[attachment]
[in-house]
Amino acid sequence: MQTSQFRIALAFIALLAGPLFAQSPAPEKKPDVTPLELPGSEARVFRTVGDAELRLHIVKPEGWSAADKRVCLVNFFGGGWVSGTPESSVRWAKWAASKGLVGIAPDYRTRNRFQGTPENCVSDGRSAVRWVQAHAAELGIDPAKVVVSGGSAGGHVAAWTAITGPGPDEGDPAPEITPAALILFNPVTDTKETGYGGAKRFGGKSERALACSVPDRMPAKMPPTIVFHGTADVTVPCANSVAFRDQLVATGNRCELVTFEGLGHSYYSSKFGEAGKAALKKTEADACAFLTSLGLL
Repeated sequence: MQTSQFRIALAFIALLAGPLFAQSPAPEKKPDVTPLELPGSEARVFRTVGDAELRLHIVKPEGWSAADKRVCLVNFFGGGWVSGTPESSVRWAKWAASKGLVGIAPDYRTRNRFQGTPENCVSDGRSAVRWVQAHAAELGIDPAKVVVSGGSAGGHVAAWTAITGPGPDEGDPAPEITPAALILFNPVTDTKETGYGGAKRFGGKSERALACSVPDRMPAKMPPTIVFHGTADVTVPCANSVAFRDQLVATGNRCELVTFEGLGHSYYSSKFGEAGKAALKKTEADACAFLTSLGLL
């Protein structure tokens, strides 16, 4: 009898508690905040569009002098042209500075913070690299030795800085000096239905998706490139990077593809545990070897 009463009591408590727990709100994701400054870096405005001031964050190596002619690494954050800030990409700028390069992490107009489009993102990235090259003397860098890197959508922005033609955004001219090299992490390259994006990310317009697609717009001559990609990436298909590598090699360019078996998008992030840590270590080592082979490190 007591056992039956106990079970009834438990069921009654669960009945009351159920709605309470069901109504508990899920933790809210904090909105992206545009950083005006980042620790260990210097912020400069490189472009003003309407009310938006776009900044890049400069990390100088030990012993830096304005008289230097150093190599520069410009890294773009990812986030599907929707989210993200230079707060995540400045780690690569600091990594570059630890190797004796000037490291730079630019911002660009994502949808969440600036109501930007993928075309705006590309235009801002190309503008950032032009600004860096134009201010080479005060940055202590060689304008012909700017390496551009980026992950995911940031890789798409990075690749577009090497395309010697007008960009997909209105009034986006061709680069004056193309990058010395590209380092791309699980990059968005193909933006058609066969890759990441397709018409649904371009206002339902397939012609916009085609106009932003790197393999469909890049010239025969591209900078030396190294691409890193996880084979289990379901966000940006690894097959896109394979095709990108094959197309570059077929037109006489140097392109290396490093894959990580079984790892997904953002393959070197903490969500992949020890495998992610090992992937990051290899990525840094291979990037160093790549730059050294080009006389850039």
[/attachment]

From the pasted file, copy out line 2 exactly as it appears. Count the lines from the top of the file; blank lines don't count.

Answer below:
Amino acid sequence: MQTSQFRIALAFIALLAGPLFAQSPAPEKKPDVTPLELPGSEARVFRTVGDAELRLHIVKPEGWSAADKRVCLVNFFGGGWVSGTPESSVRWAKWAASKGLVGIAPDYRTRNRFQGTPENCVSDGRSAVRWVQAHAAELGIDPAKVVVSGGSAGGHVAAWTAITGPGPDEGDPAPEITPAALILFNPVTDTKETGYGGAKRFGGKSERALACSVPDRMPAKMPPTIVFHGTADVTVPCANSVAFRDQLVATGNRCELVTFEGLGHSYYSSKFGEAGKAALKKTEADACAFLTSLGLL